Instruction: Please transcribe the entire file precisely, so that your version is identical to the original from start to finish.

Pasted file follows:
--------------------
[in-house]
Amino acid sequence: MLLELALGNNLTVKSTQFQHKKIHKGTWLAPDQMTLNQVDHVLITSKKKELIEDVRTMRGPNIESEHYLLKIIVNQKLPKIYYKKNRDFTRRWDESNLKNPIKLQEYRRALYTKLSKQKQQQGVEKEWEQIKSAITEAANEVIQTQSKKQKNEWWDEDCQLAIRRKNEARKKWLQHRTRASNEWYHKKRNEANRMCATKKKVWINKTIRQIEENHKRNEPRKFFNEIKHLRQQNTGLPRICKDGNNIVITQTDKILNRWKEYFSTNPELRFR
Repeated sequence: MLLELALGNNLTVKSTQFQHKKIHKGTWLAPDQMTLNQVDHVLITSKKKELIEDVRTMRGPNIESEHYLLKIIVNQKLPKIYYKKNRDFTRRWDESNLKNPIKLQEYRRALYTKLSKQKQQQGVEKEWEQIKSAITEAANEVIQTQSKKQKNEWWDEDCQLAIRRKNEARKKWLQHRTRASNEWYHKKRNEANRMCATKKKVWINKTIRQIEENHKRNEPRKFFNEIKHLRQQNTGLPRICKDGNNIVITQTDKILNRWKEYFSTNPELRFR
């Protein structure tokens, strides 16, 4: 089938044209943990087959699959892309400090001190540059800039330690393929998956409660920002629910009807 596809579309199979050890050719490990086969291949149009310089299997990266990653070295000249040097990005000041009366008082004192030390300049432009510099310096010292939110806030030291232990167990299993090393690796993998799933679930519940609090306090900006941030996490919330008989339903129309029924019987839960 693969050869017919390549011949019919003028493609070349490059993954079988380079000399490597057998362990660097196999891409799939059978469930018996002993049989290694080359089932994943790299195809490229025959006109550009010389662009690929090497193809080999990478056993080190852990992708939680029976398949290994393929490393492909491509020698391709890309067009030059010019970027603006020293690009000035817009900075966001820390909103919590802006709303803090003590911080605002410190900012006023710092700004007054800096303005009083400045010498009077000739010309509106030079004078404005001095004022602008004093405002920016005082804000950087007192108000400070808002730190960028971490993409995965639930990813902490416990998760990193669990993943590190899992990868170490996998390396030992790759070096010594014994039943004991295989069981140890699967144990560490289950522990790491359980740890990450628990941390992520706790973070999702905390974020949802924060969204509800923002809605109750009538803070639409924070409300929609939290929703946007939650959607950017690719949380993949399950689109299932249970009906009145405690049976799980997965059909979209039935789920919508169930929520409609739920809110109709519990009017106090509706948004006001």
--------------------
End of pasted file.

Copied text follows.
[in-house]
Amino acid sequence: MLLELALGNNLTVKSTQFQHKKIHKGTWLAPDQMTLNQVDHVLITSKKKELIEDVRTMRGPNIESEHYLLKIIVNQKLPKIYYKKNRDFTRRWDESNLKNPIKLQEYRRALYTKLSKQKQQQGVEKEWEQIKSAITEAANEVIQTQSKKQKNEWWDEDCQLAIRRKNEARKKWLQHRTRASNEWYHKKRNEANRMCATKKKVWINKTIRQIEENHKRNEPRKFFNEIKHLRQQNTGLPRICKDGNNIVITQTDKILNRWKEYFSTNPELRFR
Repeated sequence: MLLELALGNNLTVKSTQFQHKKIHKGTWLAPDQMTLNQVDHVLITSKKKELIEDVRTMRGPNIESEHYLLKIIVNQKLPKIYYKKNRDFTRRWDESNLKNPIKLQEYRRALYTKLSKQKQQQGVEKEWEQIKSAITEAANEVIQTQSKKQKNEWWDEDCQLAIRRKNEARKKWLQHRTRASNEWYHKKRNEANRMCATKKKVWINKTIRQIEENHKRNEPRKFFNEIKHLRQQNTGLPRICKDGNNIVITQTDKILNRWKEYFSTNPELRFR
């Protein structure tokens, strides 16, 4: 089938044209943990087959699959892309400090001190540059800039330690393929998956409660920002629910009807 596809579309199979050890050719490990086969291949149009310089299997990266990653070295000249040097990005000041009366008082004192030390300049432009510099310096010292939110806030030291232990167990299993090393690796993998799933679930519940609090306090900006941030996490919330008989339903129309029924019987839960 693969050869017919390549011949019919003028493609070349490059993954079988380079000399490597057998362990660097196999891409799939059978469930018996002993049989290694080359089932994943790299195809490229025959006109550009010389662009690929090497193809080999990478056993080190852990992708939680029976398949290994393929490393492909491509020698391709890309067009030059010019970027603006020293690009000035817009900075966001820390909103919590802006709303803090003590911080605002410190900012006023710092700004007054800096303005009083400045010498009077000739010309509106030079004078404005001095004022602008004093405002920016005082804000950087007192108000400070808002730190960028971490993409995965639930990813902490416990998760990193669990993943590190899992990868170490996998390396030992790759070096010594014994039943004991295989069981140890699967144990560490289950522990790491359980740890990450628990941390992520706790973070999702905390974020949802924060969204509800923002809605109750009538803070639409924070409300929609939290929703946007939650959607950017690719949380993949399950689109299932249970009906009145405690049976799980997965059909979209039935789920919508169930929520409609739920809110109709519990009017106090509706948004006001």